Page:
By David A. Fahrenthold
Washington Post, August 15, 2001
Girls and Boys Town, the Nebraska-based children’s charity, filed a federal lawsuit yesterday against the District government, a D.C. Council member and two Capitol Hill neighborhood activists, accusing them of conspiring to hold up building permits on a proposed facility on Pennsylvania Avenue SE.
The lawsuit, filed in U.S. District Court and announced yesterday at a combative news conference on the steps of the Lincoln Memorial, turned up the volume on a bitter neighborhood fight in Capitol Hill.
By the end of the news conference, Girls and Boys Town Executive Director Val J. Peter — a Catholic priest — was trying to shoulder an activist away from a reporter, and residents and charity officials were bickering before TV crews.
By the end of the day, many of the defendants named in the lawsuit were complaining that it was only an attempt by Girls and Boys Town to steamroller its critics. “I think it’s a frivolous suit,” D.C. Council member Sharon Ambrose (D-Ward 6), a defendant, said by telephone yesterday. Girls and Boys Town “were getting very impatient with the level of citizen concern and want it to go away.”
Tony Bullock, an aide to Mayor Anthony A. Williams (D), said that Girls and Boys Town had not been treated differently than other permit applicants. He said the mayor was surprised by the lawsuit.
Girls and Boys Town officials have “to advance their application like everyone else,” Bullock said. “This is a lawsuit struggling for a basis.”
Girls and Boys Town bought the 1.6-acre property, at Pennsylvania and Potomac avenues SE, last year. The charity plans to build four town houses as well as a dormitory and administration building. The town houses would each house six abused or neglected children, overseen by a married couple living in each home. The complex would have space for 40 children at one time, some living there temporarily, others living there long term.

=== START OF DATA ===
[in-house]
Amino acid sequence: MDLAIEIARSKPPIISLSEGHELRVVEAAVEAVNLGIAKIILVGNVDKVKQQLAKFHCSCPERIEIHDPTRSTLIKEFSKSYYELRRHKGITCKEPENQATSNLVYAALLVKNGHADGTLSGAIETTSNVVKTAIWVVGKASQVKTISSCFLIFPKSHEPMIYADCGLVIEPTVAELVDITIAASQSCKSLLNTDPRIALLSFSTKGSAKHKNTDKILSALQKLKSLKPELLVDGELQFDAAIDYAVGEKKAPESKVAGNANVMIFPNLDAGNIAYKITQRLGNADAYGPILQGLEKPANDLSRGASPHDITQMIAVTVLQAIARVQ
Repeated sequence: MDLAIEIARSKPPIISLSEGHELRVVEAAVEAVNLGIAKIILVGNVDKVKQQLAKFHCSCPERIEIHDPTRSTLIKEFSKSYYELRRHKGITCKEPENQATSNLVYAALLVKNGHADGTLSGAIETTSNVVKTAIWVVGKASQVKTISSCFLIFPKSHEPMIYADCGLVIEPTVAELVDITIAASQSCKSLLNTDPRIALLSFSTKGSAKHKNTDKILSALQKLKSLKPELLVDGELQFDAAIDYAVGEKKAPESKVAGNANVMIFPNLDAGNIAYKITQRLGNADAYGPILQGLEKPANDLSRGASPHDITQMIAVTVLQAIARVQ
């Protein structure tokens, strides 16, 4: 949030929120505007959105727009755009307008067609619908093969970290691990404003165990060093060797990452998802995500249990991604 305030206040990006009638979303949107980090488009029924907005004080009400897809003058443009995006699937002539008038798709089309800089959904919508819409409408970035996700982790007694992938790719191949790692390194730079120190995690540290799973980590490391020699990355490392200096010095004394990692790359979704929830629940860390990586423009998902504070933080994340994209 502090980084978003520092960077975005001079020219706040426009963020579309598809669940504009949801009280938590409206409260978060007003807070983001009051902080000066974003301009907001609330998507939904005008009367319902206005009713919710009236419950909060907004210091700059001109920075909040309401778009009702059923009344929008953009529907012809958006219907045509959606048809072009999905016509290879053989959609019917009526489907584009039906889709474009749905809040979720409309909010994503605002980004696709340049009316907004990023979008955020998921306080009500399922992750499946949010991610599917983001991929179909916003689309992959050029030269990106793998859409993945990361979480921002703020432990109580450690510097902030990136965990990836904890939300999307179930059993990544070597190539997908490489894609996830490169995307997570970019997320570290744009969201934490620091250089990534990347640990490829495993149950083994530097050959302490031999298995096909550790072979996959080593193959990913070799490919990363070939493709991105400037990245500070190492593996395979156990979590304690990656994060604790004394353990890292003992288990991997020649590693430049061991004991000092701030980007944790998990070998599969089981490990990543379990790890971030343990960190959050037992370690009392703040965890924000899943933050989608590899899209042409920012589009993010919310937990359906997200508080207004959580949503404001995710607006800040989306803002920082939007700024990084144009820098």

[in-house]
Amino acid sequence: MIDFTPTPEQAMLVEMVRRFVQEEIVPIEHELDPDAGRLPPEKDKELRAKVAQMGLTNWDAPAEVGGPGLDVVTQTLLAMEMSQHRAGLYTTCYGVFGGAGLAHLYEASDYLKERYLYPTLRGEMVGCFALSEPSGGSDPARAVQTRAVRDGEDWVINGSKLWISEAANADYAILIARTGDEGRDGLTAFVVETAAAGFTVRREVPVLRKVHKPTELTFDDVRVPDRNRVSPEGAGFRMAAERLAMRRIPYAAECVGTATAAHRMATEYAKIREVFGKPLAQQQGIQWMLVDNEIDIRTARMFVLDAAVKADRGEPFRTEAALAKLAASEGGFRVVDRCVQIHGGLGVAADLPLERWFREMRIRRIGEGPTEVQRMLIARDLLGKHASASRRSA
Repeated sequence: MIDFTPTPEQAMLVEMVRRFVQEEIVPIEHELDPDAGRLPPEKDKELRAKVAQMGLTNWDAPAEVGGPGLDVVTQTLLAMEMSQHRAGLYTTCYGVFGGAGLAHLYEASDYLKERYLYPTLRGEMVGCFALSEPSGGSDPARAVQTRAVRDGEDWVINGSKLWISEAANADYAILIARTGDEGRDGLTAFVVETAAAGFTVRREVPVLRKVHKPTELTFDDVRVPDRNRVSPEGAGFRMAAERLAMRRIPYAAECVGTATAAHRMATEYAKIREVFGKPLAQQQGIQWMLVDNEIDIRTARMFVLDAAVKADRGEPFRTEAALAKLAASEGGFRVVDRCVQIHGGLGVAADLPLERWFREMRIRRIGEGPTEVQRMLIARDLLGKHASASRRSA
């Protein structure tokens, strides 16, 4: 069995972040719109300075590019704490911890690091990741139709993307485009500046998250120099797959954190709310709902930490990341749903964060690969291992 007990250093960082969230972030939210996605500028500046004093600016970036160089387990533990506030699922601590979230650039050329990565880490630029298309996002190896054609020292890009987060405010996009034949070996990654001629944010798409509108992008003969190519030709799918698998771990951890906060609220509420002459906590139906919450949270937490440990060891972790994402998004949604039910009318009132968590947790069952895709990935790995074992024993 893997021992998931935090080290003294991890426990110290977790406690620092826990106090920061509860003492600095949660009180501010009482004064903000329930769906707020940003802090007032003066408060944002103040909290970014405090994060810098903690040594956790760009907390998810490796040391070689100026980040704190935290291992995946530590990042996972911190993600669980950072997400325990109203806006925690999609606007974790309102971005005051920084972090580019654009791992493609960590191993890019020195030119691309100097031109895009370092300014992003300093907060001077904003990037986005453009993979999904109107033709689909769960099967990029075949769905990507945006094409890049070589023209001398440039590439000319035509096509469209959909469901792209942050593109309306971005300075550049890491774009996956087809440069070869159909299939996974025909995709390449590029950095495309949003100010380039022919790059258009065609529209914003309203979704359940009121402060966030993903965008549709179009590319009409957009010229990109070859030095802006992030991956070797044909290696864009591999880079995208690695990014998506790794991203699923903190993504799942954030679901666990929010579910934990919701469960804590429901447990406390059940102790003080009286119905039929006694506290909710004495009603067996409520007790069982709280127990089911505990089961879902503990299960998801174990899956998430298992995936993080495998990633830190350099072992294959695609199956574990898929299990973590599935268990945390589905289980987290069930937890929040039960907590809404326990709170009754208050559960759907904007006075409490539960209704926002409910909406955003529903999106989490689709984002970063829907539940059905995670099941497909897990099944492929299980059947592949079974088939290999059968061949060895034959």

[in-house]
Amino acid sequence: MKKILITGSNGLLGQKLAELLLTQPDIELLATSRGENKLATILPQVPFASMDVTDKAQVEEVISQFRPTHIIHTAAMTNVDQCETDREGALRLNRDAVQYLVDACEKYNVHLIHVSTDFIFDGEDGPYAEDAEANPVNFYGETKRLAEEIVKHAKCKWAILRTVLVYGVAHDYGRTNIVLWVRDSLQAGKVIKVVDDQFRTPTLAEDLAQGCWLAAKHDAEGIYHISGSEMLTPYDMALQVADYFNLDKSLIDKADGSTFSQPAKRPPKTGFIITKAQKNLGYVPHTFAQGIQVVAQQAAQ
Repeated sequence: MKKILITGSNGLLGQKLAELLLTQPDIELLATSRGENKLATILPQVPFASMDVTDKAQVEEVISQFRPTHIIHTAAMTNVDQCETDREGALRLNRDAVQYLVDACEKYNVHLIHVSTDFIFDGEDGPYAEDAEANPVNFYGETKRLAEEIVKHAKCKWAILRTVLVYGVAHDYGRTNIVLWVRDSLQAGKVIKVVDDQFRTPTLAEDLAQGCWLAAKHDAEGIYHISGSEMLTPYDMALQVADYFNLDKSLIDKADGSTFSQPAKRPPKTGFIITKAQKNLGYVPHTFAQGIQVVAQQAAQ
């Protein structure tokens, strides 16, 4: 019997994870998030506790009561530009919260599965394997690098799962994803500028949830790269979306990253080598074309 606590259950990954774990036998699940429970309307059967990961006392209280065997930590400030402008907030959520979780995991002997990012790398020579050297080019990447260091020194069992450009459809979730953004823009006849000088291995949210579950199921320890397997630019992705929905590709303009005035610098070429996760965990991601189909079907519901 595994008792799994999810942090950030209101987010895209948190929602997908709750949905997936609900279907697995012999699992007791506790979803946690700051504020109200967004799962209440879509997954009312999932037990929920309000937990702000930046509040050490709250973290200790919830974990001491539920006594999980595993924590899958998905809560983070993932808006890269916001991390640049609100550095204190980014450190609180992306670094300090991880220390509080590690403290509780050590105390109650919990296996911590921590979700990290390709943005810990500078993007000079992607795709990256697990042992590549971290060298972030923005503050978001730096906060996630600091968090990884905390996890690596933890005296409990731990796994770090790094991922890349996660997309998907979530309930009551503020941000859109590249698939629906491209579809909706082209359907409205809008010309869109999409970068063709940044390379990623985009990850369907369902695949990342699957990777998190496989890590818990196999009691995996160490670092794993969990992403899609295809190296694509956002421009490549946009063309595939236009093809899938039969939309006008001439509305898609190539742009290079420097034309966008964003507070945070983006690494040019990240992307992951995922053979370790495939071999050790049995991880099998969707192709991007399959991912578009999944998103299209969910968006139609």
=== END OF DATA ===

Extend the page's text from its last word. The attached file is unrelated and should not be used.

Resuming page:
In the suit, Girls and Boys Town alleges that it has been asked to do an environmental impact survey and an archaeological survey of the site when neither is needed. The charity also contests residents’ claims that the property should get a zoning review because it is within 500 feet of a group home for retarded adults. These moves show that the Girls and Boys Town plan is being discriminated against, the suit says.
The suit demands that the building permits be granted and seeks unspecified monetary damages.
Ambrose is named as a defendant, along with city planning director Andrew Altman, Altman’s deputy Ellen McCarthy, the District’s Department of Consumer and Regulatory Affairs and the District government as a whole. Neighborhood activists Will Hill and Ellen Opper-Weiner, who have led the effort against the project at Pennsylvania and Potomac avenues SE, were also sued.
The suit accuses the city and neighborhood activists of racial discrimination and bias against disabled people. Many of the children expected to live at the site would be ethnic minorities and have mental or emotional disabilities, charity officials said.
Ambrose and some area residents say the plan would worsen the neighborhood’s problems with drugs and crime. But the Girls and Boys Town plan appears not to require a zoning change. So this summer, neighbors have been scrambling for other ways to fight the plan and finding few.
Both sides have pushed the boundaries of the debate. At an anti-Girls and Boys Town rally in April, an activist dressed as the ghost of Boys Town founder Father Edward J. Flanagan — wearing priest’s garb and white makeup — denounced the project.
And at yesterday’s news conference, Girls and Boys Town opponents yelled out questions and heckled several speakers. Charity officials blasted back, with Peter calling the opponents bullies.
Peter said afterward that Girls and Boys Town had held community meetings about the project but had been shouted down every time.
“After so much of [this], we said, ‘Enough’ ” and sued, Peter said.
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